There’s something about the world of a musical that always makes things better. From the second that the house lights dim, you can — if you’re lucky — be swept away into a completely different world.
Theatre is magic, and I love experiencing it from both the stage and the house. I know that it’s not everybody’s cup of tea, but I do wish people would give it a shot.
One of the most common complaints that I hear is that It’s so unrealistic, that people just randomly start singing and dancing out of nowhere. But one of the first things that I learned in my first musical theatre class is that it’s not out of nowhere. There’s a mantra: “When your character feels too much for words to be enough, they sing; when they feel too much for song to be enough, they dance.”
As someone who keeps their feelings relatively bound up (until I start ranting on the internet, but nevermind that), there’s something freeing about giving in to the full depth of emotion: to immerse yourself in a world of people who openly express what’s on their heart: whether it’s pure joy, pain, or anything else on the multi-axial emotional spectrum.
There is so much feeling tied into musicals. And, in feeling, there’s freedom.
Here’re some of the songs I turn to when I’m feeling blue.
“Light” from “Next to Normal”
Tom Kitt & Brian Yorkey
And you find some way to survive
And you find out you don’t have to be happy at all
To be happy you’re alive
(I had to pick a clip starring the recently-departed Marin Mazzie, one of my favorite voices to grace Broadway.)
Next to Normal was the musical that really brought me into the theatre world. For the first time, I was exposed to an art form that, while it wasn’t necessarily representative if my mental illness, it painted a picture of somebody else’s demons, so cruel and beautifully and perfectly. I could see myself in all of the main characters, as someone suffering from mental illness, and someone living with suffering with mental illness, as someone growing up with mental illness.
It was important to have that, yes. But it was also one of the only hopeful mental illness stories that I was exposed to. Not a saccharine, happy ending with a cure, but hope.
Next to Normal also taught me the joy of being a part of the theatre community — including a long-lived saltiness about your favorites not doing well on Tony night.
I know, I know. It’s been ten years, but still. Next to Normal deserved Best Musical along with that Pulitzer.
“As We Stumble Along” from “The Drowsy Chaperone”
Bob Martin, Don McKellar, Lisa Lambert, and Greg Morrison
Then we stumble away
Through dawn’s blinding sun beams
Barely knowing right from right
Nor left from wrong
But as long as we can hear
That little bluebird
There’ll be a song
As we stumble along
The Drowsy Chaperone, for the uninitiated, is a musical within a musical, where a man, sitting alone at home, puts on a record of his favorite musical and it comes to life around him. Punctuated with his narration, this pastiche of an old-timey musical is made rip-roaring funny.
And this humor has some teeth to it!
But all of that aside, this song still manages to inspire and rekindle me when I’m in my doldrums. (And the reprise of this song, which comes at the very end of the show, will always make me tear up. The man in the chair — as the narrator is called — starts singing the song to himself to cheer him up, and the characters come to life around him.)
“Me and the Sky” from “Come From Away”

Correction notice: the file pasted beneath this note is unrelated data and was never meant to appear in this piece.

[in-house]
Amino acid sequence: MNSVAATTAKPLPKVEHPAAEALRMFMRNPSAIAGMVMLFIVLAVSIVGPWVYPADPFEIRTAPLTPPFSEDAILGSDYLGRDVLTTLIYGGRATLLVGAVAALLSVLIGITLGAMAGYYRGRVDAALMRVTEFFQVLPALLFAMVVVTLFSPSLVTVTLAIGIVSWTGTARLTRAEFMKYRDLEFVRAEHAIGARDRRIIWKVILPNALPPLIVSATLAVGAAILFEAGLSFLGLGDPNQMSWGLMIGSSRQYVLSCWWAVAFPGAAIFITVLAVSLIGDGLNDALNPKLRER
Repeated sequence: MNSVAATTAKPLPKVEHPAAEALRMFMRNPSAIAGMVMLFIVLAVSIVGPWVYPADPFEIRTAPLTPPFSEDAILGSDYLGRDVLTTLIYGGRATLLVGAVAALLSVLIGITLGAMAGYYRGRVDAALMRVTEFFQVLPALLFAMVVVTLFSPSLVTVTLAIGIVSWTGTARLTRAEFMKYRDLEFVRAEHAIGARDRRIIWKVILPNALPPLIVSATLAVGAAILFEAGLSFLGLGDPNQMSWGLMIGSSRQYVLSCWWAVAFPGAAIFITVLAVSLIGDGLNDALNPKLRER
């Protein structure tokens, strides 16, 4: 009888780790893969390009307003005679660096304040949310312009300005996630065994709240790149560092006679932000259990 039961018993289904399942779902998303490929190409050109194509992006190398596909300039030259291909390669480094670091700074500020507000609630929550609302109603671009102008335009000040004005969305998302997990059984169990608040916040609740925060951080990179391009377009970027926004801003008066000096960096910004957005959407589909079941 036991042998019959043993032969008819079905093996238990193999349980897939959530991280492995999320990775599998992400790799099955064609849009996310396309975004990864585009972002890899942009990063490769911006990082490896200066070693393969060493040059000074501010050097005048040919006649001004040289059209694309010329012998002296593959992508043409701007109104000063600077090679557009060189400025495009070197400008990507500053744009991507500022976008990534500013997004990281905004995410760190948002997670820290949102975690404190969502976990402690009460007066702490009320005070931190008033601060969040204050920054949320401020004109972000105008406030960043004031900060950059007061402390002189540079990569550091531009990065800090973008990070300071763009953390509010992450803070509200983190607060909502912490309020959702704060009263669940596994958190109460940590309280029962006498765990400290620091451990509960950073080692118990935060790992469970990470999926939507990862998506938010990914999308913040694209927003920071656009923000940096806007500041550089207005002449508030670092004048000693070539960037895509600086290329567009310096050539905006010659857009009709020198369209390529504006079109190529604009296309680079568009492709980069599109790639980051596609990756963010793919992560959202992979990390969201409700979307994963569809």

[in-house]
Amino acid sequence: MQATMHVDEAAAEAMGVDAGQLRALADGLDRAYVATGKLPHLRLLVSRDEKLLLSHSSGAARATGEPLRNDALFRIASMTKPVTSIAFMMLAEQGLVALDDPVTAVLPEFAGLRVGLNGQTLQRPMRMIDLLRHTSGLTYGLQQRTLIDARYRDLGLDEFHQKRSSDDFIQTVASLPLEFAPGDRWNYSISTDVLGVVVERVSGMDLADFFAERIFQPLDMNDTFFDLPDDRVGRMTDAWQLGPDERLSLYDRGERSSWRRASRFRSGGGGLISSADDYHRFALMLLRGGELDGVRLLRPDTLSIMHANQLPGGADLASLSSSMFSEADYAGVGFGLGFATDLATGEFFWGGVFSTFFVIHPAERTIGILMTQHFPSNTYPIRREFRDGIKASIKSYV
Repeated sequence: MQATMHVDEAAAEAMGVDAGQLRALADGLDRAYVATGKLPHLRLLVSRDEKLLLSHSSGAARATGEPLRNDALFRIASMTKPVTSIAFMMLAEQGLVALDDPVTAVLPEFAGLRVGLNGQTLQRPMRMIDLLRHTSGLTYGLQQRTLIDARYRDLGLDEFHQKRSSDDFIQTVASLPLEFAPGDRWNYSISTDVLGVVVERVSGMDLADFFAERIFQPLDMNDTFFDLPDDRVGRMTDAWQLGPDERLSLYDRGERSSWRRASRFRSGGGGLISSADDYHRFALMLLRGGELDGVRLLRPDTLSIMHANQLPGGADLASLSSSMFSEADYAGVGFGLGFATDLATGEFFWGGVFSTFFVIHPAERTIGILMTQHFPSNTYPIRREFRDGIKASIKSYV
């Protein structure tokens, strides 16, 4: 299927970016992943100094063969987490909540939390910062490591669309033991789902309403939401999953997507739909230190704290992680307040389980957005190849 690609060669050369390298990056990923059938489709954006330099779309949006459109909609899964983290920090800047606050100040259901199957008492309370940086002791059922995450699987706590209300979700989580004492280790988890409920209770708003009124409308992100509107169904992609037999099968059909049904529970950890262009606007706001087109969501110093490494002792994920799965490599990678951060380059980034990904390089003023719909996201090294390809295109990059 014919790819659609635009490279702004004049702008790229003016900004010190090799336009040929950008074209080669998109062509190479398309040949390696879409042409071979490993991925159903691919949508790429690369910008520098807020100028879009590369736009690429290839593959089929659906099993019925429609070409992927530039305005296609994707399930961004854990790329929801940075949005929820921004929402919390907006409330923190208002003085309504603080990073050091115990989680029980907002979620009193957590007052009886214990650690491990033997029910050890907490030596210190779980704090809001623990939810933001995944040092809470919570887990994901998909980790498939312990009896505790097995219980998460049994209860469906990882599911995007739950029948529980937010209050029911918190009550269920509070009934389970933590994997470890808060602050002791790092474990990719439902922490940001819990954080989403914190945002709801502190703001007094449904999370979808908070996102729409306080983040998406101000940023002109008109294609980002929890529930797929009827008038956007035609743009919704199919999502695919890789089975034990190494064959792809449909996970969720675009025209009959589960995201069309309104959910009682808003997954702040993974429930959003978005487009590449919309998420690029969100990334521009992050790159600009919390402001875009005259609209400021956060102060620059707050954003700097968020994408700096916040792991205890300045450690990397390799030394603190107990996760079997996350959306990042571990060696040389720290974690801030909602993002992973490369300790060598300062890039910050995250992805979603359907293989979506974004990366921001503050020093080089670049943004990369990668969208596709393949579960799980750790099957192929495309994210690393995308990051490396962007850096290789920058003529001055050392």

Irene Sankoff and David Hein
Suddenly I’ve got an all female crew
The news talked, it made headlines across the world
Suddenly it stopped,
No one saying “You can’t” or “You won’t”
Or “You know you’re not anything ’cause you’re a girl”
I know that this song is definitely targeted as being an empowerment song for ladies, but the gender binary is shit and I love this song. It gets me going when I’m down, and you can’t ask for more than that.
It’s the kind of song where you want to shout and sing along, even if it’s weird for you to.
What makes this song even more amazing is that it’s pretty much the biography of Capt. Beverley Bass, a trailblazing pilot who was among those grounded in Newfoundland after the 9/11 attacks.
“Alabanza” from “In the Heights”
Lin-Manuel Miranda and Quiara Alegría Hudes
Alabanza means to raise this
Thing to God’s face
And to sing, quite literally: “Praise to this.”
Before there was Hamilton, there was In the Heights — which will also be coming to a movie theatre near you, soon.
This song is absolutely heartbreaking within the context of the show, but when you get to the latter half, and you just fall into listening to the round, to the harmonies that, while they break your heart, lift your wings.
Some sadness isn’t too bad, as long as it gives you wings.
“The Journey” from “Unbound”
Kait Kerrigan and Brian Lowdermilk
One choice, one chance, one road we take
the journey’s never the aim.
All the same, we change, we grow, we barely know
who we’ll become.
If you’ve spent any amount of time around me at all, you know how much I love Kait Kerrigan and Brian Lowdermilk. If not, I think this photo says it all.
This song is from one of their musicals still in development, called Unbound. I think we’ve only ever heard a couple songs from it, though I am definitely excited to see and hear more once they bring it completely to life.
Until then, however, I am perfectly content to sink into this lovely song. This is applicable for so many walks, and an important reminder that I, impatient artist that I am, don’t like having to remember.
But I do need to remember. And it keeps me going when everything I do feels like a failure, and it would be so much easier for me to just give up on everything and settle down into a Netflix and Twitter and chill lifestyle.
Something, perhaps, will come of all of this grief and struggle. Even if it does seem my time is running out.